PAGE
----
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Pectin fragments may signal plant cells to maintain a type of growth suited to darkness.

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image: Book Excerpt from <em>Jane on the Brain</em>

Book Excerpt from Jane on the Brain

By Wendy Jones | December 1, 2017

In chapter 3, “The Sense of Sensibility,” author Wendy Jones uses scenes from one of Jane Austen’s most celebrated novels to illustrate the functioning of the body’s stress response system.

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A US judge issues a broad injunction that allows the society to demand that technology companies actively associated with the site block access to it.

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image: Opinion: Share Your Data

Opinion: Share Your Data

By Michael P. Milham, Arno Klein, and Cameron Craddock | October 24, 2017

Our analysis of a collection of open-access datasets quantifies their benefit to the scientific community.

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These researchers join around 200 research institutions that have cut ties with the publishing giant to support the ongoing push for open access and favorable pricing.

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image: Papers Based on Misidentified Cell Lines Top 32,000

Papers Based on Misidentified Cell Lines Top 32,000

By Kerry Grens | October 16, 2017

An analysis of contaminated literature finds that tens of thousands of papers used cell lines of questionable origins—and these were in turn cited by hundreds of thousands of other papers.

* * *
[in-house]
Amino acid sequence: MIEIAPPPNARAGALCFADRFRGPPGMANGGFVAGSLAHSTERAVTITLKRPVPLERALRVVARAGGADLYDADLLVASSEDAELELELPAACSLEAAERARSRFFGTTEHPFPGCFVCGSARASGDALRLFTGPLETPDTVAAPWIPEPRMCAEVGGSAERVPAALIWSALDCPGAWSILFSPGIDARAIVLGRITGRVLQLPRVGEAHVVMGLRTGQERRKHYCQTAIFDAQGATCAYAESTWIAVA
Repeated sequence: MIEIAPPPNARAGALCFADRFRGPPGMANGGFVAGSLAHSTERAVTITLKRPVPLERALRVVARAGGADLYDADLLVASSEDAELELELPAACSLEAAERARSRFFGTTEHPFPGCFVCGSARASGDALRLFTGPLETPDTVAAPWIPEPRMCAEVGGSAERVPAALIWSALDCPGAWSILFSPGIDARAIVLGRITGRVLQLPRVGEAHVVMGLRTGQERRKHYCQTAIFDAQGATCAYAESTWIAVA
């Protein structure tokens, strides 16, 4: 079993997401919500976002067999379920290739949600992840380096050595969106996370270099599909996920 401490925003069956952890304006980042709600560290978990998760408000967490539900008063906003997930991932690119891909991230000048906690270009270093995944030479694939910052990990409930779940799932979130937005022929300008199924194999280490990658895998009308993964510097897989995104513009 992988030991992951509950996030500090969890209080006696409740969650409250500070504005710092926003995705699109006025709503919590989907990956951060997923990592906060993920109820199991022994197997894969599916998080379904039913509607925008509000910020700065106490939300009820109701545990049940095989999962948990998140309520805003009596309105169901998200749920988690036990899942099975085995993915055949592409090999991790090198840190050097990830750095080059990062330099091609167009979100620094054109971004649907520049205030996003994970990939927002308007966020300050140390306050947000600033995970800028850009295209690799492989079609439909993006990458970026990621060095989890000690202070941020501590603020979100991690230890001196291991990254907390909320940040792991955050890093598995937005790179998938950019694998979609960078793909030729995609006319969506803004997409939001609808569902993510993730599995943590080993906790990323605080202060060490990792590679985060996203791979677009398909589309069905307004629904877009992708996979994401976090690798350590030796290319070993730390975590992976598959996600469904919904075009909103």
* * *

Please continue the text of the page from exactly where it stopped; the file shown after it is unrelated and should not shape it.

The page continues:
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The American Chemical Society seeks a broad order that includes millions of dollars in damages and demands action from Internet service providers and search engines. 

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image: Bone Marrow Isn’t the Only Source of Platelets

Bone Marrow Isn’t the Only Source of Platelets

By Ashley P. Taylor | June 1, 2017

Scientists have estimated that about half of murine platelet production occurs in the lungs.

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image: Genes’ Composition Guides More-Optimal Diets

Genes’ Composition Guides More-Optimal Diets

By Ruth Williams | June 1, 2017

Fruit flies and mice grow better and eat less when the amino acid balance of their food reflects that coded by their exomes.

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image: Long-Term Memory Storage Begins Immediately

Long-Term Memory Storage Begins Immediately

By Kerry Grens | June 1, 2017

In mice, cells in the prefrontal cortex—where memories are maintained long-term—start to encode a fearful experience right from the start.

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